Send the link below via email or IMCopy
Present to your audienceStart remote presentation
- Invited audience members will follow you as you navigate and present
- People invited to a presentation do not need a Prezi account
- This link expires 10 minutes after you close the presentation
- A maximum of 30 users can follow your presentation
- Learn more about this feature in our knowledge base article
Investigating Lincoln's Faith
Transcript of Investigating Lincoln's Faith
Second Inaugural Address, March 4th, 1865
The Political Rail Splitter (1860)
"The President's Inaugural,"
"Lincoln the Railsplitter"
by Norman Rockwell (1965)
Abraham Lincoln's Classroom
A. Lincoln: Philosopher in Chief
"Abraham Lincoln's Religion"
“When I do good, I feel good. When I do bad, I feel bad.
That's my religion."
William H. Herndon (1818-1891) was a law partner and close friend of Abraham Lincoln in which he called, "my man always above all other men on the globe". He also composed the first biography of Lincoln in 1889.
What are some conclusions you can make about his faith and how it affected his presidency?
Was it beneficial or hurtful to his presidency?
Did his personal views get in the way of his public duties?
By John Paul Yun
and how it affected his presidency.
For middle school learners!
Through the lens of primary and secondary sources
1. What do the sources say
about Lincoln's belief in God?
2. According to the source(s), how did his beliefs affect his presidency?
3. What are some conclusions
you can make about
“I am not a member of any Christian Church...; but I have never denied the truth of the Sciptures..."
- Handbill on Infidelity, July 31, 1846.
-Abraham Lincoln, quoted in William H. Herndon and Jesse W. Weik Herndon's
Lincoln: The True Story of a Great Life
"Mr. Lincoln’s religion is too well known to me to allow of even a shadow of a doubt; he is or was a Theist - a Rationalist, denying all extraordinary -– supernatural inspiration or revelation,"
-William H. Herndon wrote in a letter dated February 11, 1866, to Edward McPherson, clerk of the U.S. House of Representatives.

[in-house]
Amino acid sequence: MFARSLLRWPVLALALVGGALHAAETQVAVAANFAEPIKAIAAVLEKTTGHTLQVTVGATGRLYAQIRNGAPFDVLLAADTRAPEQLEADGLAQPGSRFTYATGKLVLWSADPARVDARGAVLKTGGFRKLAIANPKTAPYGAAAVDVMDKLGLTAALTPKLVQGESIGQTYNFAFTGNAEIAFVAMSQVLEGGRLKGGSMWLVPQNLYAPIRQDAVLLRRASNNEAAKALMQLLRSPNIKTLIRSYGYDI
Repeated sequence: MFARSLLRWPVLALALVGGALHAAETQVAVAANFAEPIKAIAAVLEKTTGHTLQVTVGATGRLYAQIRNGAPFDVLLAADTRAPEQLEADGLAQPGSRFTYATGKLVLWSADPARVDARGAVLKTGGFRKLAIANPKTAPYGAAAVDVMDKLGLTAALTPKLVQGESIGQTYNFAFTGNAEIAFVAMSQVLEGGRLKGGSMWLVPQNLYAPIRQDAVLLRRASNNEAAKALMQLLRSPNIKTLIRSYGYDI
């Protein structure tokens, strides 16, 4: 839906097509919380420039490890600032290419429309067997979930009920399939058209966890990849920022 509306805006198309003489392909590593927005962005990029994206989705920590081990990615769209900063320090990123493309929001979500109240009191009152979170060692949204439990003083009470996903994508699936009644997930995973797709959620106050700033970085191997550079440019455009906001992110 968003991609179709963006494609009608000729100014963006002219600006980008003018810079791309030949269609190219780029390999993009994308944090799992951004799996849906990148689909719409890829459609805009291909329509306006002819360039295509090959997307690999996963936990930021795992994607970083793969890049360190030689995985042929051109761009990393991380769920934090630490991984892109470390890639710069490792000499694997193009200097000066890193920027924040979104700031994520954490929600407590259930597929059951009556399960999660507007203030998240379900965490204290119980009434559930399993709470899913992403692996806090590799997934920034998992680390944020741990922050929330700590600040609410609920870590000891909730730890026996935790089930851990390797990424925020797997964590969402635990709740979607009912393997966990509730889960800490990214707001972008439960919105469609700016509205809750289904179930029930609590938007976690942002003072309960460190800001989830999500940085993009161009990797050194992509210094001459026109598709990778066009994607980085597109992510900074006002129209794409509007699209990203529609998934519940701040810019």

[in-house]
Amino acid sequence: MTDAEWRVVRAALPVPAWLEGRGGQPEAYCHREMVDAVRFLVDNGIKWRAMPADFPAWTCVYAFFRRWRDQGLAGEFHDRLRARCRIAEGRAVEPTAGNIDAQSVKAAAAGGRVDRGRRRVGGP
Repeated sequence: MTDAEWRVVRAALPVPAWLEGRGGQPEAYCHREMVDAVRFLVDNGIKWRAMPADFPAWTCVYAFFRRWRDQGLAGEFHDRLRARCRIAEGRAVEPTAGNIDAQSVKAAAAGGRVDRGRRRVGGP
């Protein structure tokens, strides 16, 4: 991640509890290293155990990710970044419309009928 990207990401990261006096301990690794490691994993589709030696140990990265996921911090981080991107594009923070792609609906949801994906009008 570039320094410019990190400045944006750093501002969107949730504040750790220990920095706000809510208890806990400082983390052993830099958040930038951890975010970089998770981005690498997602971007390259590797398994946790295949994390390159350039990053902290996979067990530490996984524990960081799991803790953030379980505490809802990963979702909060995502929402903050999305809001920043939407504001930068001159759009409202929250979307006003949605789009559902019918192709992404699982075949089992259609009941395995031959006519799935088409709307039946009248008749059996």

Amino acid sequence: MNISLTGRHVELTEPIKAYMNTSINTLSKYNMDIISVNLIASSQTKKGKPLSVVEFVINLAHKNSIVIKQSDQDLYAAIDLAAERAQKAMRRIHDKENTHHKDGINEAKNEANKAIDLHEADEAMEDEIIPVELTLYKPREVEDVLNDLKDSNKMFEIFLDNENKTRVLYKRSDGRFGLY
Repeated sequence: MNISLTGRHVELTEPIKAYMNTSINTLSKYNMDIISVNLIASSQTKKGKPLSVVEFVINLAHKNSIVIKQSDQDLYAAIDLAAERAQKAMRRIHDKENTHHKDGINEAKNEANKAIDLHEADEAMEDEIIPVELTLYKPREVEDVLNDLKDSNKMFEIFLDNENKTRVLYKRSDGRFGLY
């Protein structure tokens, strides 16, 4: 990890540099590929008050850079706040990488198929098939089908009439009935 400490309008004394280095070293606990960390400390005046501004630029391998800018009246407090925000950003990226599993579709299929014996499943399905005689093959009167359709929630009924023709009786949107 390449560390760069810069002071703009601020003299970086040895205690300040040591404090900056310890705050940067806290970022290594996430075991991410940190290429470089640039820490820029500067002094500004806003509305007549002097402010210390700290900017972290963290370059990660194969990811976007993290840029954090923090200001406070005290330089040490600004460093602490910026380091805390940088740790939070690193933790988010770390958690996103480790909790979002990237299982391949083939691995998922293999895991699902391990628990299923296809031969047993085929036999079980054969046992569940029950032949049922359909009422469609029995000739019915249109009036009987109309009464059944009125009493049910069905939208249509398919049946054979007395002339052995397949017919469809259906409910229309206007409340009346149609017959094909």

Meditation of Divine Will
"The will of God prevails. In great contests each party claims to act in accordance with the will of God. Both may be, and one must be wrong. God can not be for, and against the same thing at the same time."
-Abraham Lincoln, September 2, 1862?
Doctrine of Necessity
-Abraham Lincoln in the
Handbill of Infidelity,
July 31, 1846
Meditation on the Divine Will
Close Readings on Document
Links to sources:
Lincoln's parents were Calvinist Baptists which influenced his strong belief in fatalism which suggests that all things are determined by fate, "all things were fixed, doomed one way or the other, from which there was no appeal...no efforts or prayers of ours can change, alter, modify, or reverse the decree". (1)
1. Isaac Arnold, The Life of Abraham Lincoln (1884; Lincoln: University of Nebraska Press, 1994), 81; Henry Clay Whitney, Life on the Circuit with Lincoln (Boston: Estes and Lauriat, 1892), 267, 276; William H. Herndon to Jesse Weik, Feb. 6, 1887, Herndon-Weik Papers, Group 4 [reel 10], #2031–34, Library of Congress; Herndon, "Lincoln's Philosophy and Religion," in The Hidden Lincoln from the Letters and Papers of William H. Herndon, ed. Emmanuel Hertz (New York: Viking, 1938), 406.
"If slavery is not wrong, nothing is wrong...If God now wills the removal of a great wrong, and wills also that we of the North as well as you of the South, shall ay fairly for our complicity in that wrong, impartial history will find therein new cause to attest and revere the justice and goodness of God".
-Letter to Albert Hodges, April 4, 1864.
Lincoln would make it a priority in his presidency to pass legislation or laws against slavery, which he expressed was morally wrong, such as the Emancipation Proclamation of January 1, 1863 and the 13th Amendment to the U.S. Constitutionof 1865.
"as God gives us to see the right, let us strive on to finish the work we are in; to ind up the nation's wounds;...to do all which may achieve and cherish a just, and a lasting peace, among ourselves, and with all nations".
Link to documents
Portrayals of the President
by J. Leach, Lithograph, New York
Description: Republican presidential Abraham Lincoln stands on top of a copy of the Constitution. With a Negro-headed mallet, he prepares to split the Union in half with a wedge titled “Irrepressible Conflict”.
New York Tribune Editor Horace Greeley sprawls on the ground in the background: “I’ll give Bill Seward a taste of his higher law.”
Senator William H. Seward, who once had spoken of an irrepressible conflict, backs backward as he says: “Call you this backing your friend?”
What do the following political cartoons tell us about how people viewed Lincoln's belief, presidency, or character?
"It is true that in early life I was inclined to believe in what I understand is called the "Doctrine of Necessity"--that is, that the human mind is impelled to action, or held in rest by some power, over which the mind itself has no control..."
New York Illustrated News, March 23, 1861.
This is the way the North receives it and this is the way the South receives it.
Concluding questions or thoughts to consider:
Some resources and sites of substance
Top 150 Lincoln Documents
Collected works of Lincoln
Abraham Lincoln Papers at Libary of Congress
The Lincoln Log
Lincoln is assasinated on Good Friday, April 14th, 1865 at Ford's theatre, Washington D.C.
Issued in Harper's Weekly May 6, 1865
Currier and Ives, 1865.